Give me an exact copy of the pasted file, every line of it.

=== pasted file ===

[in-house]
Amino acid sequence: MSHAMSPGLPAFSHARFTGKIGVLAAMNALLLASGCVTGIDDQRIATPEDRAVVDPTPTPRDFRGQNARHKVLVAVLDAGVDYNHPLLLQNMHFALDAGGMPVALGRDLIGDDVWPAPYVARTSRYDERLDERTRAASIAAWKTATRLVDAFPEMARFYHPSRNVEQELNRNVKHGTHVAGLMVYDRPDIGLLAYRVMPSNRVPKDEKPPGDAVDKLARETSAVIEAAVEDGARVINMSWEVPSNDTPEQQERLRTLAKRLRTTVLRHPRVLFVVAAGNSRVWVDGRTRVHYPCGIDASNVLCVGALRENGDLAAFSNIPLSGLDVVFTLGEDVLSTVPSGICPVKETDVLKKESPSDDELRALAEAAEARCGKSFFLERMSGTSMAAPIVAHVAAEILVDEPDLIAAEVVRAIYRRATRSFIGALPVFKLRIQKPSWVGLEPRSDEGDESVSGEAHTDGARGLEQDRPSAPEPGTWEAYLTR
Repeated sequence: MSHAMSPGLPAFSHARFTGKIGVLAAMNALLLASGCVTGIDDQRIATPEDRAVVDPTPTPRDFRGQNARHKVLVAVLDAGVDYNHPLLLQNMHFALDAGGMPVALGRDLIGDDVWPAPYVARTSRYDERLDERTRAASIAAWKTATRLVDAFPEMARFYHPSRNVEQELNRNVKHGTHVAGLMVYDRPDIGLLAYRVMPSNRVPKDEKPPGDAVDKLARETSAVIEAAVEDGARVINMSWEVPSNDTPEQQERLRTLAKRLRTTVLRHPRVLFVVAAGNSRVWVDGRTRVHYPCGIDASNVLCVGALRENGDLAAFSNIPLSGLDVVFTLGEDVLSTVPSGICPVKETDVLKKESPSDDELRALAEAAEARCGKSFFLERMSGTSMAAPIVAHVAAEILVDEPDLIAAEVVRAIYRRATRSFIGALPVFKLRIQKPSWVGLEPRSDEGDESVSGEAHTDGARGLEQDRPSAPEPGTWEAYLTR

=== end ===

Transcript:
[in-house]
Amino acid sequence: MSHAMSPGLPAFSHARFTGKIGVLAAMNALLLASGCVTGIDDQRIATPEDRAVVDPTPTPRDFRGQNARHKVLVAVLDAGVDYNHPLLLQNMHFALDAGGMPVALGRDLIGDDVWPAPYVARTSRYDERLDERTRAASIAAWKTATRLVDAFPEMARFYHPSRNVEQELNRNVKHGTHVAGLMVYDRPDIGLLAYRVMPSNRVPKDEKPPGDAVDKLARETSAVIEAAVEDGARVINMSWEVPSNDTPEQQERLRTLAKRLRTTVLRHPRVLFVVAAGNSRVWVDGRTRVHYPCGIDASNVLCVGALRENGDLAAFSNIPLSGLDVVFTLGEDVLSTVPSGICPVKETDVLKKESPSDDELRALAEAAEARCGKSFFLERMSGTSMAAPIVAHVAAEILVDEPDLIAAEVVRAIYRRATRSFIGALPVFKLRIQKPSWVGLEPRSDEGDESVSGEAHTDGARGLEQDRPSAPEPGTWEAYLTR
Repeated sequence: MSHAMSPGLPAFSHARFTGKIGVLAAMNALLLASGCVTGIDDQRIATPEDRAVVDPTPTPRDFRGQNARHKVLVAVLDAGVDYNHPLLLQNMHFALDAGGMPVALGRDLIGDDVWPAPYVARTSRYDERLDERTRAASIAAWKTATRLVDAFPEMARFYHPSRNVEQELNRNVKHGTHVAGLMVYDRPDIGLLAYRVMPSNRVPKDEKPPGDAVDKLARETSAVIEAAVEDGARVINMSWEVPSNDTPEQQERLRTLAKRLRTTVLRHPRVLFVVAAGNSRVWVDGRTRVHYPCGIDASNVLCVGALRENGDLAAFSNIPLSGLDVVFTLGEDVLSTVPSGICPVKETDVLKKESPSDDELRALAEAAEARCGKSFFLERMSGTSMAAPIVAHVAAEILVDEPDLIAAEVVRAIYRRATRSFIGALPVFKLRIQKPSWVGLEPRSDEGDESVSGEAHTDGARGLEQDRPSAPEPGTWEAYLTR